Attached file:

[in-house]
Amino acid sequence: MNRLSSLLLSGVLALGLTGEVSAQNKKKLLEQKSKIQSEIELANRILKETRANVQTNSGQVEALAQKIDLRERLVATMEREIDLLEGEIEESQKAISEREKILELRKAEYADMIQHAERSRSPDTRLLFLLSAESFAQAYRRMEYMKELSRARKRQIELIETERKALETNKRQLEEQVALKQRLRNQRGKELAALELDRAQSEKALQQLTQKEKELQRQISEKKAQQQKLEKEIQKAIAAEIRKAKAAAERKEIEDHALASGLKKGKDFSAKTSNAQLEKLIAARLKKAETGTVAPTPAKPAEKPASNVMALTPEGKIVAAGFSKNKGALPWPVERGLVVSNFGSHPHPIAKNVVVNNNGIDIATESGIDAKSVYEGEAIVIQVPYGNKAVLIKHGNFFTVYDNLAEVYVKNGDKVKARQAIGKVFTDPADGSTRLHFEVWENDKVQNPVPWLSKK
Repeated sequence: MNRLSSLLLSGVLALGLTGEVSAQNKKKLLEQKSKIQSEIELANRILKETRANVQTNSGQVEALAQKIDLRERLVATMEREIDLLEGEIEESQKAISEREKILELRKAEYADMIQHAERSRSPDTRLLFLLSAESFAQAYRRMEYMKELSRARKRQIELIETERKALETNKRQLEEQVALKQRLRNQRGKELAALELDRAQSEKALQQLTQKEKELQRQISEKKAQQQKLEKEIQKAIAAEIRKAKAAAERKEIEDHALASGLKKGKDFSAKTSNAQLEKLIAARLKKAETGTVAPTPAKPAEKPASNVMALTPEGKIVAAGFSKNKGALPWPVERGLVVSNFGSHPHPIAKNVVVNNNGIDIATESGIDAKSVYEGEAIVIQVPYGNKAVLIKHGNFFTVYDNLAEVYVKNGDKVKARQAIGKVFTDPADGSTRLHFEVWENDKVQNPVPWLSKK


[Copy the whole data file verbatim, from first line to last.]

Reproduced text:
[in-house]
Amino acid sequence: MNRLSSLLLSGVLALGLTGEVSAQNKKKLLEQKSKIQSEIELANRILKETRANVQTNSGQVEALAQKIDLRERLVATMEREIDLLEGEIEESQKAISEREKILELRKAEYADMIQHAERSRSPDTRLLFLLSAESFAQAYRRMEYMKELSRARKRQIELIETERKALETNKRQLEEQVALKQRLRNQRGKELAALELDRAQSEKALQQLTQKEKELQRQISEKKAQQQKLEKEIQKAIAAEIRKAKAAAERKEIEDHALASGLKKGKDFSAKTSNAQLEKLIAARLKKAETGTVAPTPAKPAEKPASNVMALTPEGKIVAAGFSKNKGALPWPVERGLVVSNFGSHPHPIAKNVVVNNNGIDIATESGIDAKSVYEGEAIVIQVPYGNKAVLIKHGNFFTVYDNLAEVYVKNGDKVKARQAIGKVFTDPADGSTRLHFEVWENDKVQNPVPWLSKK
Repeated sequence: MNRLSSLLLSGVLALGLTGEVSAQNKKKLLEQKSKIQSEIELANRILKETRANVQTNSGQVEALAQKIDLRERLVATMEREIDLLEGEIEESQKAISEREKILELRKAEYADMIQHAERSRSPDTRLLFLLSAESFAQAYRRMEYMKELSRARKRQIELIETERKALETNKRQLEEQVALKQRLRNQRGKELAALELDRAQSEKALQQLTQKEKELQRQISEKKAQQQKLEKEIQKAIAAEIRKAKAAAERKEIEDHALASGLKKGKDFSAKTSNAQLEKLIAARLKKAETGTVAPTPAKPAEKPASNVMALTPEGKIVAAGFSKNKGALPWPVERGLVVSNFGSHPHPIAKNVVVNNNGIDIATESGIDAKSVYEGEAIVIQVPYGNKAVLIKHGNFFTVYDNLAEVYVKNGDKVKARQAIGKVFTDPADGSTRLHFEVWENDKVQNPVPWLSKK